On Friday, tBBC turns 5. Or, as Jeff says “we’re old enough to be in kindergarten!” which will come as no surprise to all eight of our regular readers. You’ll also be happy to know that we’ve officially stopped eating paste.
So, to celebrate we “veterans” are taking a look back and re-posting our favorite articles from our time on the intertrons. Since I’m going first, I’m going to reach deep into the archives to pull up something from our time at SBN- my suggestions for “fixing” the BCS via conference realignment/expansion. Building on some of the “Bowl Crap” series that I did, I was working with Rob Harley’s ideas and those of a faithful reader, but it’s interesting how close to this is to what might be happening over the next week or so.
Granted, my idea included 6 conferences and not 4; but it did forsee a situation where the conference championship games were the first round of the tournament. Looking back… I think I like where we’re headed better.
Oh, and this was originally a two part post, so if you print it for “reading” at “work”, be warned that it may be a longer trip to the lounge than usual. Enjoy!
For the record, I’m not a proponent of playoffs. I actually liked the way things used to be with conference bowl tie-ins and such; arguing about who was #1 back in the day was a part of the enjoyment of the game, in my opinion.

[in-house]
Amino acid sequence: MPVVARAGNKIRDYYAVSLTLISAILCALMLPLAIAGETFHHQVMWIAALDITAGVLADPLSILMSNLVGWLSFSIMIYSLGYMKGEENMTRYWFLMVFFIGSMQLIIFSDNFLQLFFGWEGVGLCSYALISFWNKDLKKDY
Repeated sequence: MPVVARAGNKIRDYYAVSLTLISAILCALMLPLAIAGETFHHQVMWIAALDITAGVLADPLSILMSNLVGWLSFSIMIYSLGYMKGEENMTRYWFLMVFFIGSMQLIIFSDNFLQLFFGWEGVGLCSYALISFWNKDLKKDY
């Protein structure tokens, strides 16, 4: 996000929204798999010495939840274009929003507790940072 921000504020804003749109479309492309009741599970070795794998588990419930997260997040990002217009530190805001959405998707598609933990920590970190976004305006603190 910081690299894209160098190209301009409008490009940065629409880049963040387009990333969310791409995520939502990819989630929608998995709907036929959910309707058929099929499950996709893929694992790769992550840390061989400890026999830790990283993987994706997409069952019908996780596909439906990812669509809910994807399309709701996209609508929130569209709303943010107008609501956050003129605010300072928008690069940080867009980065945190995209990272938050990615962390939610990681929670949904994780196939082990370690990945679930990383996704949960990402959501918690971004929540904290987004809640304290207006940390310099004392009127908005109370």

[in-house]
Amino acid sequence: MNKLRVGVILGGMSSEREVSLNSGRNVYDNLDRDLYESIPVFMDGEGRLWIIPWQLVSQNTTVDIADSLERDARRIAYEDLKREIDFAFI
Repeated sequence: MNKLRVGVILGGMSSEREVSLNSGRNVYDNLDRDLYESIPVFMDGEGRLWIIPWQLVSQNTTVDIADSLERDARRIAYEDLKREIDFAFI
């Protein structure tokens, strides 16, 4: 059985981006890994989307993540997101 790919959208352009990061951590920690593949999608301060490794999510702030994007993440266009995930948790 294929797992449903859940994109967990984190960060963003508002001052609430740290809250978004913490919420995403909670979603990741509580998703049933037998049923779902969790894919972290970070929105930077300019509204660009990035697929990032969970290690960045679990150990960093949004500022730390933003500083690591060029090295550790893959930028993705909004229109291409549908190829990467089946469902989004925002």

But, since you asked me, if we were going to have a playoff this is what it should look like. Unlike some people, I’m not going to tell you what won’t work- I’m taking a flier on what would ooze awesomeness. Caution is advised; some items may shift during the duration of this posting.
A lot of this is based on the bowl history series I did back on the old site. It might not be a bad idea to give it a look-see if you haven’t already:
For those of you who didn’t want to tear a tendon in your clicking finger, let me sum up the relevant parts for this discussion: The old bowl system (PreCS) was flawed in it’s ability to create a national champion, since it didn’t exist for that purpose. The original purpose was money; tourism, money for sponsors, etc. It will be impossible to lose this system and start from scratch because of the “tradition”, the money, and the fact that the NCAA has been told in federal court that they cannot legislate post-season activity.
So- on to the philosophical guidelines and overarching principals.
We have to keep money in mind; both for the sponsors and for the institutions. As such, a lengthy playoff won’t work- most schools don’t have the resources for a long post season like they do at other levels of NCAA Football, and the fans (true fans, not rich boosters or hangers on like you see at the Super Bowl) don’t have the funds for travel to multiple sites.
Second, we need to keep the bowls around and use them as best as possible. They do have great tradition, and (as a mid-western guy) provide ideal vacation spots in January. But, we should also seek to remove the home field advantages that occur, as best as possible. This means that, while the bowls would still be an important part of this discussion, conference ties would need to be dissolves (and yes, I’m looking at you Pasadena).